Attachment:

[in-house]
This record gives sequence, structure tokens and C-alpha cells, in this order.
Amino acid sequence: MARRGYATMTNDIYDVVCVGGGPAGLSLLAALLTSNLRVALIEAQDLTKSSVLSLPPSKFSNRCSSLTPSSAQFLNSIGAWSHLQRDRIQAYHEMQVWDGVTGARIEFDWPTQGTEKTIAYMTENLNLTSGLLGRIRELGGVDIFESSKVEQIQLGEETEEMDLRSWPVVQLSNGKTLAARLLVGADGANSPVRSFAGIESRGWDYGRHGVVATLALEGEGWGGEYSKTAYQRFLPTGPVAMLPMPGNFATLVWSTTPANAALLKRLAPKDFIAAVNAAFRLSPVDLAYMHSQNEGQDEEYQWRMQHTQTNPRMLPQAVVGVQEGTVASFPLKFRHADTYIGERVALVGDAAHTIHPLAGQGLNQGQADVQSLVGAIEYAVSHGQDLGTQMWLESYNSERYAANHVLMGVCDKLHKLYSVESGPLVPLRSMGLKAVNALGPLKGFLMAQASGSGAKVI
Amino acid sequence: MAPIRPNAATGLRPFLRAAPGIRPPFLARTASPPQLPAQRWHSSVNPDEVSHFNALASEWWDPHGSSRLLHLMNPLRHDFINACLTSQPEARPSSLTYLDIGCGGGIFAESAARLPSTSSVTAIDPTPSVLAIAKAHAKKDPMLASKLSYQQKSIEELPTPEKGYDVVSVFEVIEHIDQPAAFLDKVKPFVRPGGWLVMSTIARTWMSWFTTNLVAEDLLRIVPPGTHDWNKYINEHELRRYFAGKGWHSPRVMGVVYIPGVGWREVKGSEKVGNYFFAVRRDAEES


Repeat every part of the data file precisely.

[in-house]
This record gives sequence, structure tokens and C-alpha cells, in this order.
Amino acid sequence: MARRGYATMTNDIYDVVCVGGGPAGLSLLAALLTSNLRVALIEAQDLTKSSVLSLPPSKFSNRCSSLTPSSAQFLNSIGAWSHLQRDRIQAYHEMQVWDGVTGARIEFDWPTQGTEKTIAYMTENLNLTSGLLGRIRELGGVDIFESSKVEQIQLGEETEEMDLRSWPVVQLSNGKTLAARLLVGADGANSPVRSFAGIESRGWDYGRHGVVATLALEGEGWGGEYSKTAYQRFLPTGPVAMLPMPGNFATLVWSTTPANAALLKRLAPKDFIAAVNAAFRLSPVDLAYMHSQNEGQDEEYQWRMQHTQTNPRMLPQAVVGVQEGTVASFPLKFRHADTYIGERVALVGDAAHTIHPLAGQGLNQGQADVQSLVGAIEYAVSHGQDLGTQMWLESYNSERYAANHVLMGVCDKLHKLYSVESGPLVPLRSMGLKAVNALGPLKGFLMAQASGSGAKVI
Amino acid sequence: MAPIRPNAATGLRPFLRAAPGIRPPFLARTASPPQLPAQRWHSSVNPDEVSHFNALASEWWDPHGSSRLLHLMNPLRHDFINACLTSQPEARPSSLTYLDIGCGGGIFAESAARLPSTSSVTAIDPTPSVLAIAKAHAKKDPMLASKLSYQQKSIEELPTPEKGYDVVSVFEVIEHIDQPAAFLDKVKPFVRPGGWLVMSTIARTWMSWFTTNLVAEDLLRIVPPGTHDWNKYINEHELRRYFAGKGWHSPRVMGVVYIPGVGWREVKGSEKVGNYFFAVRRDAEES